An analyst at the Macquarie Bank, based in Sydney, Australia, said that he expects world cocoa demand to outpace production for two more years before the market finds a balance sometime in 2010. September cocoa shot up $183 to $2,996, the highest close in two weeks. On the high we ran into resistance at the 50% Fibonacci retracement level. If that gives way next resistance is at 3078 with support at 2946. Look for cocoa to trade off the dollar and with 3 central bank meetings expect a volatile week.
October sugar closed up 175 ticks at 14.13, the highest close in over four months, continuing to benefit from strong ethanol demand. Fund buying has been the major reason why this market has bounced in the last week. In addition, the market has found support from the supply and demand outlook for the 2008-2009 and 2009-2010 marketing years. There are expectations for a production deficit in the next couple of years, while the demand for sugar based ethanol is expected to remain strong. As we have continued to recommend for a longer term play sugar may be our favorite trade. We advise using the most recent spike to get out of October 08’ contracts and roll out to longer dated contracts. We currently are buying clients March 09’ futures and options.
November orange juice fell just over 9 cents to a new contract low of $1.0765, a victim of good growing conditions and a lack of hurricane problems in Florida. We think that eventually this will turn and move higher and these low prices may justify some funds to get positioned long, but until that happens the path of least resistance is down and it would be like catching a falling knife trying to pick a bottom. On even the hint of a hurricane, look for a bottom to be made. We are in constant contact with the floor on option strategies and will be looking for a long option play soon.
December cotton was sideways for most part of the week until sellers took over on Friday, as prices closed down 282 ticks lower on the week at 71.89. For the last month we have been basing out trading between 71 and 75 cents with traders battling for direction. We are currently positioned long with clients via futures and 10 cent call spreads in December. In the longer term the market depends entirely on the how the supply/demand situation takes shape, but unless we see bigger than expected yields or there is more demand destruction than anticipated, the current fundamentals seem to be supportive of higher prices.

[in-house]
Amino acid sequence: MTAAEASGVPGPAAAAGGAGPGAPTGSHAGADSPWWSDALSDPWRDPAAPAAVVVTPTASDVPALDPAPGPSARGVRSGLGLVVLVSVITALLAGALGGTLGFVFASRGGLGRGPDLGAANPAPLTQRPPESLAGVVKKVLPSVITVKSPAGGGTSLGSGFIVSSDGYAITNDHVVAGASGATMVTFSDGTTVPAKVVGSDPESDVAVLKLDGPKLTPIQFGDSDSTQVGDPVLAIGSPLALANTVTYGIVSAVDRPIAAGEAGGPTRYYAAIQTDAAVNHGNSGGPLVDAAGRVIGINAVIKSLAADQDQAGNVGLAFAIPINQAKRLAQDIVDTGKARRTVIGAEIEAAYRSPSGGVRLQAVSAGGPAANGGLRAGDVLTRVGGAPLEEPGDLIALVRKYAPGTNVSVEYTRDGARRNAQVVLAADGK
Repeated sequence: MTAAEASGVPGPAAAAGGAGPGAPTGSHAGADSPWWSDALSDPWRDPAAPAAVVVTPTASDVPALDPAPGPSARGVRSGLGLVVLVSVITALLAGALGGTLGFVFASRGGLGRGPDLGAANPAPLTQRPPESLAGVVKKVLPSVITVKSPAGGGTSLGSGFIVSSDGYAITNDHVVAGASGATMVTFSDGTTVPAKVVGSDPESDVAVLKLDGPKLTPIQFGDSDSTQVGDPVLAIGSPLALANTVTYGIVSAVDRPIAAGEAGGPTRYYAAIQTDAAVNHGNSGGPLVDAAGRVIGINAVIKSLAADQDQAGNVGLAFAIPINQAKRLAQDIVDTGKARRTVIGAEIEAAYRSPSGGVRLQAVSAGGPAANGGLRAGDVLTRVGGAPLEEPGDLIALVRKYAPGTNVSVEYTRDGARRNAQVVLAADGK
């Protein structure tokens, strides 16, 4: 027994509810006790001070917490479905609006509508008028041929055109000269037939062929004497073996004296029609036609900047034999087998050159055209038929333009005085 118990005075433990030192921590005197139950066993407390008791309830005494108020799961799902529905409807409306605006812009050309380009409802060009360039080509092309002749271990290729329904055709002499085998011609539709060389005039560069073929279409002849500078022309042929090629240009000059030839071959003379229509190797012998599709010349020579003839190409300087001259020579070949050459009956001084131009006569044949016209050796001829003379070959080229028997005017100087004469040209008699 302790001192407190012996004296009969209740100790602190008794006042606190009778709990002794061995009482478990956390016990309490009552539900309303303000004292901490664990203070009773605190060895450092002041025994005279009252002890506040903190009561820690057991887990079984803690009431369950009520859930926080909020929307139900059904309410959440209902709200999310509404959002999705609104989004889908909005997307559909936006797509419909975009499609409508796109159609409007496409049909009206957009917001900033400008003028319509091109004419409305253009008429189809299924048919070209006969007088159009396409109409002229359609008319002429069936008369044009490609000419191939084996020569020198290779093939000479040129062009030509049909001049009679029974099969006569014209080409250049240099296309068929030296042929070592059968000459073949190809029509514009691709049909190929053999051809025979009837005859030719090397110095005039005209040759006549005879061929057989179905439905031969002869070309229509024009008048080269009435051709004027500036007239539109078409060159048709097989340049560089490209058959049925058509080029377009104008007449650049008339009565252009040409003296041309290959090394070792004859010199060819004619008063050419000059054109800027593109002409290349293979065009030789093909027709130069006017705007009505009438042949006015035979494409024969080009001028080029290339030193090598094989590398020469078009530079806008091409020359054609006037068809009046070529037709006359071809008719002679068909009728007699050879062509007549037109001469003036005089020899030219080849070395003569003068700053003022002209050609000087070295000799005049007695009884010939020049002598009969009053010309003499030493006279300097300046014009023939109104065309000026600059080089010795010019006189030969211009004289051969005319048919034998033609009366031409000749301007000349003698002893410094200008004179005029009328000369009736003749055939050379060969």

September coffee was up 244 ticks on the week closing just above the 100 day moving average. If you took our long recommendation from last week continue to trail your stop and look for $1.42/1.44 this week. Even in the face of commodity liquidation and weakness in other sectors, coffee and the other softs with the exception of FCOJ look favorable. Support comes in this week at 137.00 on September.
Risk Disclosure: The risk of loss in trading commodity futures and options can be substantial. Before trading MB Wealth recommends that you should carefully consider your financial position to determine if commodity trading is appropriate for you. All funds committed should be purely risk capital. Past performance is no guarantee of future trading results. There are no guarantees of market outcome stated, everything stated above are our opinions. Calculations of profit and loss have not factored in commissions and fees